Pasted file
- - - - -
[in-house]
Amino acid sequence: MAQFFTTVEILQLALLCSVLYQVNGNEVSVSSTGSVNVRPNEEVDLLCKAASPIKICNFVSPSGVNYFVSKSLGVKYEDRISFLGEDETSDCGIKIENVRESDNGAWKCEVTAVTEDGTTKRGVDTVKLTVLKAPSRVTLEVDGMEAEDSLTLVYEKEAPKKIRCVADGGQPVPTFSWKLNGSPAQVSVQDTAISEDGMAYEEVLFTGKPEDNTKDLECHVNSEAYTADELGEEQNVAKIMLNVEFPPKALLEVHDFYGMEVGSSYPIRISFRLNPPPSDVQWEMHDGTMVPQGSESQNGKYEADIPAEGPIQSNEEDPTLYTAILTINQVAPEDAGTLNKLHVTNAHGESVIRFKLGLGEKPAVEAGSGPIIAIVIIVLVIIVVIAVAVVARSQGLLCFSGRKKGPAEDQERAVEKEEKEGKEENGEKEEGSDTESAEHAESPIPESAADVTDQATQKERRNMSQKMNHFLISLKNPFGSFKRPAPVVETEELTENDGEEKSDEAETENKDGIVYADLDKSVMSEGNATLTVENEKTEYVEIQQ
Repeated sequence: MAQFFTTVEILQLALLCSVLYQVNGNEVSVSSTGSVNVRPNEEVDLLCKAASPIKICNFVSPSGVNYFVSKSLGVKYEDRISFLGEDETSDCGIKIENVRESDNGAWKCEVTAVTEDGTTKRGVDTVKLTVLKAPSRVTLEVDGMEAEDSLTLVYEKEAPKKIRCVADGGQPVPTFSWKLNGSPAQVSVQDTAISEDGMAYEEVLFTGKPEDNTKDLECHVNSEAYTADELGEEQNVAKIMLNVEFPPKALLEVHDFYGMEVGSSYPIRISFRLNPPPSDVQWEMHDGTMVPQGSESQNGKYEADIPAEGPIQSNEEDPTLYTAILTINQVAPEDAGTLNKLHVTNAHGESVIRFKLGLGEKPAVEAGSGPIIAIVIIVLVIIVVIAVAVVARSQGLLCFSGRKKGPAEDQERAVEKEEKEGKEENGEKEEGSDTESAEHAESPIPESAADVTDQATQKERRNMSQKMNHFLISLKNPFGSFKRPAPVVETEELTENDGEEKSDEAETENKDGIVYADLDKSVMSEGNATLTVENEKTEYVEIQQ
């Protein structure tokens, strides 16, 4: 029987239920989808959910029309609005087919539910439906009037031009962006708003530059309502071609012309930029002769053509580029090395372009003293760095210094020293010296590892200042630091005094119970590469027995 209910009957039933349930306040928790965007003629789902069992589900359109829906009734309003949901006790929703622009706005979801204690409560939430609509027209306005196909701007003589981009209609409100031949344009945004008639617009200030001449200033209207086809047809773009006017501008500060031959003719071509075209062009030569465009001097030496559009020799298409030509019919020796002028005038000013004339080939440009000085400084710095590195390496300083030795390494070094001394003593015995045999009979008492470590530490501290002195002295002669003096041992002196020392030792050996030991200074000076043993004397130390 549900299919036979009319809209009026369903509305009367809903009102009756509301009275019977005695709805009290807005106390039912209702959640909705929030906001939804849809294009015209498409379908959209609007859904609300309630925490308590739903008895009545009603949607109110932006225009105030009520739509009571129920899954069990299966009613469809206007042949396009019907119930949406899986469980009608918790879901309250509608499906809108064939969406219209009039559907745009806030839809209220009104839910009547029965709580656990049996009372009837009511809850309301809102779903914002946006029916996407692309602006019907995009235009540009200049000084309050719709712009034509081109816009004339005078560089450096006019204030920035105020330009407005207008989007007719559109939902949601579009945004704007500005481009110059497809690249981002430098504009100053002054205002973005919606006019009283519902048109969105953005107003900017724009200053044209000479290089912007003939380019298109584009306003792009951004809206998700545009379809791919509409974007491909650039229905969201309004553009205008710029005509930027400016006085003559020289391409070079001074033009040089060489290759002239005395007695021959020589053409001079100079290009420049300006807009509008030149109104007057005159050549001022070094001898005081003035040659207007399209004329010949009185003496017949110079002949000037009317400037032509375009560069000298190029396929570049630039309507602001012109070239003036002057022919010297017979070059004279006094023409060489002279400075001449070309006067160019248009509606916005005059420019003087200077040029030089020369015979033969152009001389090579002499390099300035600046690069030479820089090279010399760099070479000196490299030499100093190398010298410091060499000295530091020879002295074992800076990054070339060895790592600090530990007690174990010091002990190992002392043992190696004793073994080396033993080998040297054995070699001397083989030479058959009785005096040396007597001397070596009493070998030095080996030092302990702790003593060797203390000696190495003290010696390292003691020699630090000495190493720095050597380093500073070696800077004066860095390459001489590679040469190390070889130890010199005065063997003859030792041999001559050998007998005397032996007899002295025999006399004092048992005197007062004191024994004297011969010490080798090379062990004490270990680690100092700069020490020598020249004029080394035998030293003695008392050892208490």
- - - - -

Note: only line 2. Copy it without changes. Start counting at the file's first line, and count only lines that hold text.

Amino acid sequence: MAQFFTTVEILQLALLCSVLYQVNGNEVSVSSTGSVNVRPNEEVDLLCKAASPIKICNFVSPSGVNYFVSKSLGVKYEDRISFLGEDETSDCGIKIENVRESDNGAWKCEVTAVTEDGTTKRGVDTVKLTVLKAPSRVTLEVDGMEAEDSLTLVYEKEAPKKIRCVADGGQPVPTFSWKLNGSPAQVSVQDTAISEDGMAYEEVLFTGKPEDNTKDLECHVNSEAYTADELGEEQNVAKIMLNVEFPPKALLEVHDFYGMEVGSSYPIRISFRLNPPPSDVQWEMHDGTMVPQGSESQNGKYEADIPAEGPIQSNEEDPTLYTAILTINQVAPEDAGTLNKLHVTNAHGESVIRFKLGLGEKPAVEAGSGPIIAIVIIVLVIIVVIAVAVVARSQGLLCFSGRKKGPAEDQERAVEKEEKEGKEENGEKEEGSDTESAEHAESPIPESAADVTDQATQKERRNMSQKMNHFLISLKNPFGSFKRPAPVVETEELTENDGEEKSDEAETENKDGIVYADLDKSVMSEGNATLTVENEKTEYVEIQQ